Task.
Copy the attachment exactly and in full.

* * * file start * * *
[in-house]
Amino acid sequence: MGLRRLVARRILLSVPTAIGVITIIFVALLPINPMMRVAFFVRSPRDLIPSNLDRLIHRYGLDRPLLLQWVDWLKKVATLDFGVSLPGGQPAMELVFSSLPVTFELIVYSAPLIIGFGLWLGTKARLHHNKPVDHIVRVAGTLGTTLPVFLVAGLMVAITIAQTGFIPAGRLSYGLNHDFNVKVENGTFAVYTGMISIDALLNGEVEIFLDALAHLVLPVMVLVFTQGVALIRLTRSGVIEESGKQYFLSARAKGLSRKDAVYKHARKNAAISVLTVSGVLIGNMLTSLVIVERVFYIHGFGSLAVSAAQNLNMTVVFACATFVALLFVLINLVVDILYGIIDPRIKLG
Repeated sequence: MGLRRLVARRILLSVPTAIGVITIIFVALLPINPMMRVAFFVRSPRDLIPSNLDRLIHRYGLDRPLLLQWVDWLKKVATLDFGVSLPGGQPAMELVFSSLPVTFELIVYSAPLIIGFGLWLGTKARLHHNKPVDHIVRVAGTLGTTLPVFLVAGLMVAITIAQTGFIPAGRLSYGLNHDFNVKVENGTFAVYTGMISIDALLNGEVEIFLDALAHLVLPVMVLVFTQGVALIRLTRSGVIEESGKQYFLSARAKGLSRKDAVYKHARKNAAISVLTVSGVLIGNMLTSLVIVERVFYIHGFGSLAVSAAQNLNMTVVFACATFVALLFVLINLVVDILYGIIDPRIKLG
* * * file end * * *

[in-house]
Amino acid sequence: MGLRRLVARRILLSVPTAIGVITIIFVALLPINPMMRVAFFVRSPRDLIPSNLDRLIHRYGLDRPLLLQWVDWLKKVATLDFGVSLPGGQPAMELVFSSLPVTFELIVYSAPLIIGFGLWLGTKARLHHNKPVDHIVRVAGTLGTTLPVFLVAGLMVAITIAQTGFIPAGRLSYGLNHDFNVKVENGTFAVYTGMISIDALLNGEVEIFLDALAHLVLPVMVLVFTQGVALIRLTRSGVIEESGKQYFLSARAKGLSRKDAVYKHARKNAAISVLTVSGVLIGNMLTSLVIVERVFYIHGFGSLAVSAAQNLNMTVVFACATFVALLFVLINLVVDILYGIIDPRIKLG
Repeated sequence: MGLRRLVARRILLSVPTAIGVITIIFVALLPINPMMRVAFFVRSPRDLIPSNLDRLIHRYGLDRPLLLQWVDWLKKVATLDFGVSLPGGQPAMELVFSSLPVTFELIVYSAPLIIGFGLWLGTKARLHHNKPVDHIVRVAGTLGTTLPVFLVAGLMVAITIAQTGFIPAGRLSYGLNHDFNVKVENGTFAVYTGMISIDALLNGEVEIFLDALAHLVLPVMVLVFTQGVALIRLTRSGVIEESGKQYFLSARAKGLSRKDAVYKHARKNAAISVLTVSGVLIGNMLTSLVIVERVFYIHGFGSLAVSAAQNLNMTVVFACATFVALLFVLINLVVDILYGIIDPRIKLG